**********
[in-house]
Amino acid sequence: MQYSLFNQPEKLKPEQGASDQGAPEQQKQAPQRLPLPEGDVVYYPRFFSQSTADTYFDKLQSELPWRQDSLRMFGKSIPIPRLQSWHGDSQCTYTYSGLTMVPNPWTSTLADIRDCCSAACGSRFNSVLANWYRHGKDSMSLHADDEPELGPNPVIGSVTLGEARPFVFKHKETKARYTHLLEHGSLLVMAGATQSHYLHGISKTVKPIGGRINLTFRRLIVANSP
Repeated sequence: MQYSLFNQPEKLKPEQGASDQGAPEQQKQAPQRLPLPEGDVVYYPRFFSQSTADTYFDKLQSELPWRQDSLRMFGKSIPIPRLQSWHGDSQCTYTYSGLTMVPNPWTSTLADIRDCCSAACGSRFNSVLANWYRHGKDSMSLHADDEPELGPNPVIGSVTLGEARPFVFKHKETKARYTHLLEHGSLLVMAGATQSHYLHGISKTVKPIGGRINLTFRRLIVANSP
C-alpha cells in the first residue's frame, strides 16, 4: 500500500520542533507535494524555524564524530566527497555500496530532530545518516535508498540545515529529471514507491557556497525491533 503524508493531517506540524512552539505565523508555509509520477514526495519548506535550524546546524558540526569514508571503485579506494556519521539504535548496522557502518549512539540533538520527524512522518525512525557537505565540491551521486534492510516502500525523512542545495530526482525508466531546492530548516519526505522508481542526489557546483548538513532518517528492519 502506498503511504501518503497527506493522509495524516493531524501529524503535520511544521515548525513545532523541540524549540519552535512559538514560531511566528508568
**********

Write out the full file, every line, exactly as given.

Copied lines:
[in-house]
Amino acid sequence: MQYSLFNQPEKLKPEQGASDQGAPEQQKQAPQRLPLPEGDVVYYPRFFSQSTADTYFDKLQSELPWRQDSLRMFGKSIPIPRLQSWHGDSQCTYTYSGLTMVPNPWTSTLADIRDCCSAACGSRFNSVLANWYRHGKDSMSLHADDEPELGPNPVIGSVTLGEARPFVFKHKETKARYTHLLEHGSLLVMAGATQSHYLHGISKTVKPIGGRINLTFRRLIVANSP
Repeated sequence: MQYSLFNQPEKLKPEQGASDQGAPEQQKQAPQRLPLPEGDVVYYPRFFSQSTADTYFDKLQSELPWRQDSLRMFGKSIPIPRLQSWHGDSQCTYTYSGLTMVPNPWTSTLADIRDCCSAACGSRFNSVLANWYRHGKDSMSLHADDEPELGPNPVIGSVTLGEARPFVFKHKETKARYTHLLEHGSLLVMAGATQSHYLHGISKTVKPIGGRINLTFRRLIVANSP
C-alpha cells in the first residue's frame, strides 16, 4: 500500500520542533507535494524555524564524530566527497555500496530532530545518516535508498540545515529529471514507491557556497525491533 503524508493531517506540524512552539505565523508555509509520477514526495519548506535550524546546524558540526569514508571503485579506494556519521539504535548496522557502518549512539540533538520527524512522518525512525557537505565540491551521486534492510516502500525523512542545495530526482525508466531546492530548516519526505522508481542526489557546483548538513532518517528492519 502506498503511504501518503497527506493522509495524516493531524501529524503535520511544521515548525513545532523541540524549540519552535512559538514560531511566528508568